It’s a collection that Quinn spent most of the lockdowns working on. ‘This nomination means so much to us as we’ve worked so hard this year,’ he says. ‘We always see our company on a global platform, and I think that we’ve really achieved that with the people that we’ve dressed and who we’ve worked with.’ Richard Quinn will always be recognised for its camp floral and faunal patterns and surreal silhouettes (that simultaneously nod to S&M leather subcultures and the chintzy veneer of twitching net curtains in British suburbia). ‘But our latest ready-to-wear collection really branched into different territories,’ explains Quinn. ‘So it’s amazing to be recognised for this, too.’
‘It’s just a great moment to be nominated for this award, as fashion is returning to physical shows,’ the designer continues. With several new launches in the pipeline, Quinn has plans to move to a larger studio space to accommodate his future ambitions ‘We’ll be staying in south-east London though — but we’re definitely on the hunt.’
Priya Ahluwalia is no stranger to the British Fashion Awards, having been twice before. ‘I was saying to my team this morning that the first time I went, I was sitting really high up in the gods; and then the next time I was in a box. And this time I’ll be sitting there as a nominee! It really feels like I’ve got a seat at the table — it’s a huge honour,’ she says. Born in south London, Ahluwalia studied for an MA in menswear at the University of Westminster and since graduating has been the recipient of both the prestigious LVMH Prize, the H&M Design Award and the BFC/GQ Designer Menswear Fund. Her studio is currently based at 180 The Strand, a creative hub that now draws in people from all over the world. ‘I’m pretty sure will.i.am turned up there the other day!’ she says.
The designer’s work blends the smart lines and structures of classical men’s tailoring with a vibrant sportswear edge, colours and prints. At a time when the environmental and social ills of fast fashion are very much in the spotlight, her pieces have an emphasis on sustainability, often using recycled materials and deadstock clothing to create pieces that are made for and inspired by multicultural London and her own mixed heritage (her father is Nigerian and her mother, Indian).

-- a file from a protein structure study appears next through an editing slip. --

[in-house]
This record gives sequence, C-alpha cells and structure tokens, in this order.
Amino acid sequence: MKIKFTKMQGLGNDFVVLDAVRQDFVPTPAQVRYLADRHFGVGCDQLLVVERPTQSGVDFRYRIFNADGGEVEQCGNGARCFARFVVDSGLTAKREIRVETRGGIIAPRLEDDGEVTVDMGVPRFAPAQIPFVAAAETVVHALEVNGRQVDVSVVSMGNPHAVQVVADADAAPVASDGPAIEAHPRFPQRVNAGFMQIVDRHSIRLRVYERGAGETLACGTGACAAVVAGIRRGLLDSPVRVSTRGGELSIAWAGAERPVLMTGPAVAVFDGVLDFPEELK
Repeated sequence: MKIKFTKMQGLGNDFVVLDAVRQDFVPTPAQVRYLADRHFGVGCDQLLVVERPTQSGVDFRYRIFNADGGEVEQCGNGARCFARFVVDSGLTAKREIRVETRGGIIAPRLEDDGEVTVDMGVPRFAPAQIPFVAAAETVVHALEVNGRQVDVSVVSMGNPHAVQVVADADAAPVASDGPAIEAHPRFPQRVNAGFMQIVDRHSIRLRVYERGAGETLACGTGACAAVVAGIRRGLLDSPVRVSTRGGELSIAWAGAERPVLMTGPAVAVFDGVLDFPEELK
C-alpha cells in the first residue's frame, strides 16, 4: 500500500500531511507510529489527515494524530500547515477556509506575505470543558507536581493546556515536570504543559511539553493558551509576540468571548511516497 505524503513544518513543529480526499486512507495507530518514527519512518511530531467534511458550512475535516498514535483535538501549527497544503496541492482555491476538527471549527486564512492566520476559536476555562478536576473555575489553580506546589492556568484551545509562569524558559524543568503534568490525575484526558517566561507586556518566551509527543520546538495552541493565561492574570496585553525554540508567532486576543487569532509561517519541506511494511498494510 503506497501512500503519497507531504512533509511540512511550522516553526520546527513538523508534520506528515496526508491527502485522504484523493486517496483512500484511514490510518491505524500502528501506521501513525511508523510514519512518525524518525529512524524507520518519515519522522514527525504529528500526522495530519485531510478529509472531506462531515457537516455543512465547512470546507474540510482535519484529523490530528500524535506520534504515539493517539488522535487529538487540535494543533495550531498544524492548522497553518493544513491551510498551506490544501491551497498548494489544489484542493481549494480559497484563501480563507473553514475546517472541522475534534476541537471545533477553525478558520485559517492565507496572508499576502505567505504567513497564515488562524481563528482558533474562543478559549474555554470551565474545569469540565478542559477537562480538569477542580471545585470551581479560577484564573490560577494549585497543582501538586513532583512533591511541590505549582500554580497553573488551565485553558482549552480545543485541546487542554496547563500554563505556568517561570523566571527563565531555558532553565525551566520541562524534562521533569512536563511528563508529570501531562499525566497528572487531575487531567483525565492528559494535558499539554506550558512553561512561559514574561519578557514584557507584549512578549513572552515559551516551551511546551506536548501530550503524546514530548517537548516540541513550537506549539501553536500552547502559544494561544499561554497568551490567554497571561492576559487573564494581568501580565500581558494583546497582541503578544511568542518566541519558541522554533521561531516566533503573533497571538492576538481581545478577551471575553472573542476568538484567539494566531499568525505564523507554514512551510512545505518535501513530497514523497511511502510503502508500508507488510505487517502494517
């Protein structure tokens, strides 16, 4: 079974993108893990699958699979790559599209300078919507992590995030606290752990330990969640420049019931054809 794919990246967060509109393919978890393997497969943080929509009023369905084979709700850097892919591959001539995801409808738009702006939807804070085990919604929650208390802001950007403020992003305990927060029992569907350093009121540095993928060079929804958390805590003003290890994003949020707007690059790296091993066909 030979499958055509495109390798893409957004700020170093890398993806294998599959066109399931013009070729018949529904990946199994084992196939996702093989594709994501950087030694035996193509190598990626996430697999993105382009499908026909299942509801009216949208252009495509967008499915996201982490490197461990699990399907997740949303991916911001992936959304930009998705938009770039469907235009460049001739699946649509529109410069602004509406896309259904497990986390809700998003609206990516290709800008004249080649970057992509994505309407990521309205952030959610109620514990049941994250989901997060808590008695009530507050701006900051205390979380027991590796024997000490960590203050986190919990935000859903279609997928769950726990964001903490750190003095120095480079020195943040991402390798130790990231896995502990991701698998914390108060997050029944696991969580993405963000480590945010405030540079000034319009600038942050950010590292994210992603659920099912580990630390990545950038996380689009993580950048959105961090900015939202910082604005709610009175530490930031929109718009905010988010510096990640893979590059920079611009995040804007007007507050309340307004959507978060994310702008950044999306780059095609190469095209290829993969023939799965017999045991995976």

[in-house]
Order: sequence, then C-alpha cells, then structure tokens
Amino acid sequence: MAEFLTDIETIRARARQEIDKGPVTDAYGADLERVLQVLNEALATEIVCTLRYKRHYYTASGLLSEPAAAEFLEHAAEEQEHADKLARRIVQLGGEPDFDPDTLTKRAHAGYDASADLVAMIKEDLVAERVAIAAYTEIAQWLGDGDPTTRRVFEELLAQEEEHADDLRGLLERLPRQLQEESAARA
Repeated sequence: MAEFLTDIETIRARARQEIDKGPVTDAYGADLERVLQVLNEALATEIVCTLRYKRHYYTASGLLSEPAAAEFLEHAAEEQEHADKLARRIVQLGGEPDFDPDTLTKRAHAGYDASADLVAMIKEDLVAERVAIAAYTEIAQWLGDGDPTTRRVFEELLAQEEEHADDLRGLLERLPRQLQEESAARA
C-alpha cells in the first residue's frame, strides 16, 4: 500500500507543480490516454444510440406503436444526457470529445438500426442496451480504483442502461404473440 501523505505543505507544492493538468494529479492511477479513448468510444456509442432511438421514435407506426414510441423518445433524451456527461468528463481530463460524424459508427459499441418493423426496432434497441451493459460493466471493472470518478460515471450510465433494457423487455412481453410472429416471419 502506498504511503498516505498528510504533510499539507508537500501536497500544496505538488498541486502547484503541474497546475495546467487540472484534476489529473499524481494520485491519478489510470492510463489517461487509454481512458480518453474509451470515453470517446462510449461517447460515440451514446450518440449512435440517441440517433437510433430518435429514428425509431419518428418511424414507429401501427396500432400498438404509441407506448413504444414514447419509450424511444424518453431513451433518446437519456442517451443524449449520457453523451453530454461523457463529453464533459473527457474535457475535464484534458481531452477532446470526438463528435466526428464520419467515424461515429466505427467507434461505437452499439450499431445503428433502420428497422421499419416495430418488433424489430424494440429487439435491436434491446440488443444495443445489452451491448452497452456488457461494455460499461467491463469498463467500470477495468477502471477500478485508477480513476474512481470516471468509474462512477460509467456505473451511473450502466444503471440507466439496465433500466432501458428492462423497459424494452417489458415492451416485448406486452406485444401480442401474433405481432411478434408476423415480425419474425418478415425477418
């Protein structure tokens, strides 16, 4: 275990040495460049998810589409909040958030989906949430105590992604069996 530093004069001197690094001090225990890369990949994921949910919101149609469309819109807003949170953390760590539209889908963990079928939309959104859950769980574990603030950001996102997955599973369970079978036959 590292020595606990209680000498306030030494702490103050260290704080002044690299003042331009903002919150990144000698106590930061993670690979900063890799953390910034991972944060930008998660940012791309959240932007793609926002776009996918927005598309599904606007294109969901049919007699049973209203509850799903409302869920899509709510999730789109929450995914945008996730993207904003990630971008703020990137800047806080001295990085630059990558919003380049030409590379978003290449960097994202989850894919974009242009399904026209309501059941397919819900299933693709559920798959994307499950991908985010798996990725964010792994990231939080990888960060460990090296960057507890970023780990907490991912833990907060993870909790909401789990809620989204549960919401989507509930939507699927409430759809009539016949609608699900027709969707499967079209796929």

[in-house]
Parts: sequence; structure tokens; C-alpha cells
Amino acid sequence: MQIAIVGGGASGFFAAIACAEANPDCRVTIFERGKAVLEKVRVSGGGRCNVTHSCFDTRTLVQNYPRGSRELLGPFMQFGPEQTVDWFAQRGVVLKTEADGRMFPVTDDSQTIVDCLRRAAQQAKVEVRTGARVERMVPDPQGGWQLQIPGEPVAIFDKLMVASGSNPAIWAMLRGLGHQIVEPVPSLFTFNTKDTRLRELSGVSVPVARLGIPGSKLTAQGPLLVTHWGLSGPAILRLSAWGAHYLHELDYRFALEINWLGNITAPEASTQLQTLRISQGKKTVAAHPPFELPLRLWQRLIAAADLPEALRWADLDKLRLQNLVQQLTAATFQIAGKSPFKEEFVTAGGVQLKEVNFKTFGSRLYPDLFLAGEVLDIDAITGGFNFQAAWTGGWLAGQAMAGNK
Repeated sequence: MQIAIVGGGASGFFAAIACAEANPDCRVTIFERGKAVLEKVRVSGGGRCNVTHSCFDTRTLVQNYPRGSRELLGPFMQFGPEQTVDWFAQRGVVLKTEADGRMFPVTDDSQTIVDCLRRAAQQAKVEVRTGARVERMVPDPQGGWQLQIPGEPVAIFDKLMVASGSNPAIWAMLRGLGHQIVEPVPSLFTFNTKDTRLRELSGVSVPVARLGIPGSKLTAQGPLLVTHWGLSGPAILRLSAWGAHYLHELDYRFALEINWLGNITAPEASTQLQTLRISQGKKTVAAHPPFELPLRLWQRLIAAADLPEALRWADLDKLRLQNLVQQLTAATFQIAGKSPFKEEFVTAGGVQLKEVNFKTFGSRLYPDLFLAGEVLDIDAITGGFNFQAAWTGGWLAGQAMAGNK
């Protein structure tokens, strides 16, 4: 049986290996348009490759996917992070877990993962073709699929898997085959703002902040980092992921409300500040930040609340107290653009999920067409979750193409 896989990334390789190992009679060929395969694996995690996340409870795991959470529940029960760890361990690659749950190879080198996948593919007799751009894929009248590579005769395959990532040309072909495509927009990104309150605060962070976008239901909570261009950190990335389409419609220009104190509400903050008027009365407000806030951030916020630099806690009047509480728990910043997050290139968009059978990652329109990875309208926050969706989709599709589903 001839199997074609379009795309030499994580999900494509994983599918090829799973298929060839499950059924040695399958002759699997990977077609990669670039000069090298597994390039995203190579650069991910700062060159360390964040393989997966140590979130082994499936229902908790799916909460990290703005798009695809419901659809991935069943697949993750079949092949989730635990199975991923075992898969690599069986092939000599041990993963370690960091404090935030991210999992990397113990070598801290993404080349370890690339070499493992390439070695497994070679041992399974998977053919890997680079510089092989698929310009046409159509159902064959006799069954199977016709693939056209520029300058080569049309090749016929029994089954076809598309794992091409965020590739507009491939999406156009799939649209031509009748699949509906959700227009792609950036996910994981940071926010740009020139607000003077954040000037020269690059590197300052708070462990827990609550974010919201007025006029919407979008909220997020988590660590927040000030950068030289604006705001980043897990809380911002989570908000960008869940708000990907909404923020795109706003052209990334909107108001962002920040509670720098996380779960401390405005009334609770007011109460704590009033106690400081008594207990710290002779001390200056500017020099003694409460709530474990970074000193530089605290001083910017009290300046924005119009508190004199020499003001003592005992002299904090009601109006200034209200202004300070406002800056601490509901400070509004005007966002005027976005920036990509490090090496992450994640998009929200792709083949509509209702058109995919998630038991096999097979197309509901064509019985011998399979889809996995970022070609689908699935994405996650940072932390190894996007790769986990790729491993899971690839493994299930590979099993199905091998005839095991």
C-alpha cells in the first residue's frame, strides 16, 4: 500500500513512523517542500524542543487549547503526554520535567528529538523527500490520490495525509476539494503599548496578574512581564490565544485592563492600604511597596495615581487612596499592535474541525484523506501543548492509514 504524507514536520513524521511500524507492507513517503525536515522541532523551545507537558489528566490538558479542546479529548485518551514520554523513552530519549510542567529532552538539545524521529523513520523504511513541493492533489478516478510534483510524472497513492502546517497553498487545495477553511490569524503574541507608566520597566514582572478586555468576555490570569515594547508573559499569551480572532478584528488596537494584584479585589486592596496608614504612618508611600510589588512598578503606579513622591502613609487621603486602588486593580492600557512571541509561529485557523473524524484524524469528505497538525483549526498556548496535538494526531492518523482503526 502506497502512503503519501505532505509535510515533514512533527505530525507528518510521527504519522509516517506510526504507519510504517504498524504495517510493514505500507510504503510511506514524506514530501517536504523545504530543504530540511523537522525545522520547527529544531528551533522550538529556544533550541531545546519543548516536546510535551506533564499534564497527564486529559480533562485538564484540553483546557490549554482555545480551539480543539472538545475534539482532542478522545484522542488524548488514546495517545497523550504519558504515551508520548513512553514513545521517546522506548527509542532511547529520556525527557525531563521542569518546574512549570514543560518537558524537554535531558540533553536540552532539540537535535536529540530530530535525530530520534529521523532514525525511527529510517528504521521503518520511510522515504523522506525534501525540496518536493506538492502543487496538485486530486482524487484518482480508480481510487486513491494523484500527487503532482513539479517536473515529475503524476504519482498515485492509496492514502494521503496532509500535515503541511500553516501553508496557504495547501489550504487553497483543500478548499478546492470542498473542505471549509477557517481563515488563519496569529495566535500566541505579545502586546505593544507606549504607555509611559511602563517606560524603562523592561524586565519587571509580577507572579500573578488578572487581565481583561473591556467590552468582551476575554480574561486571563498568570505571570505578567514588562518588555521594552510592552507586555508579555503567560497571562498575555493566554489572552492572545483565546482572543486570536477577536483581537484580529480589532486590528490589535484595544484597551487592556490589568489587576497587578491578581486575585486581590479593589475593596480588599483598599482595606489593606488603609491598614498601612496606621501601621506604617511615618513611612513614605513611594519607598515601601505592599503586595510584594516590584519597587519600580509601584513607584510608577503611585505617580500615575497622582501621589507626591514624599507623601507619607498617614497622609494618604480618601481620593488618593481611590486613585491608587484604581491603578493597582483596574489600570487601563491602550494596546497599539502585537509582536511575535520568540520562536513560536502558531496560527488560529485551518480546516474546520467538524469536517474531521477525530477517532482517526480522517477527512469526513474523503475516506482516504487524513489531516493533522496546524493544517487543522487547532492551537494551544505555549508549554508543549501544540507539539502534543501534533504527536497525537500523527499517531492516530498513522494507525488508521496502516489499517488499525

In 2021, Ahluwalia branched away from menswear. She collaborated on a collection of totes and scarves with British heritage brand Mulberry, and produced alongside it a series of films called Tools of Expression, celebrating Afro-Caribbean hair. Directed by Ahluwalia, the films featured model and activist Munroe Bergdorf; rapper Enny of Peng Black Girls fame; and rising east London musician Lancey Foux. In addition to this, her first womenswear collection proper was released in collaboration with Danish fashion brand Ganni, which featured gorgeous muted hues and prints, all reworked from Ganni’s 2020 collections. As for the upcoming awards show, is there anything about it being in-person that Ahluwalia is particularly looking forward to? ‘The dancing! We’re working on doing a custom look for me — I love dressing up, so it’s going to be a fun night.’
‘This year has been really special,’ says Nensi Dojaka. And it’s not difficult to see why the womenswear designer has reason to celebrate: not only did she take home the 2021 LVMH prize but she staged her first solo show outside of talent incubator Fashion East just a few months ago. ‘The collection in September felt very rounded for the first time — there were more designs, more colours… big changes,’ she explains of her departure from the monochromatic colour palette that became her signature.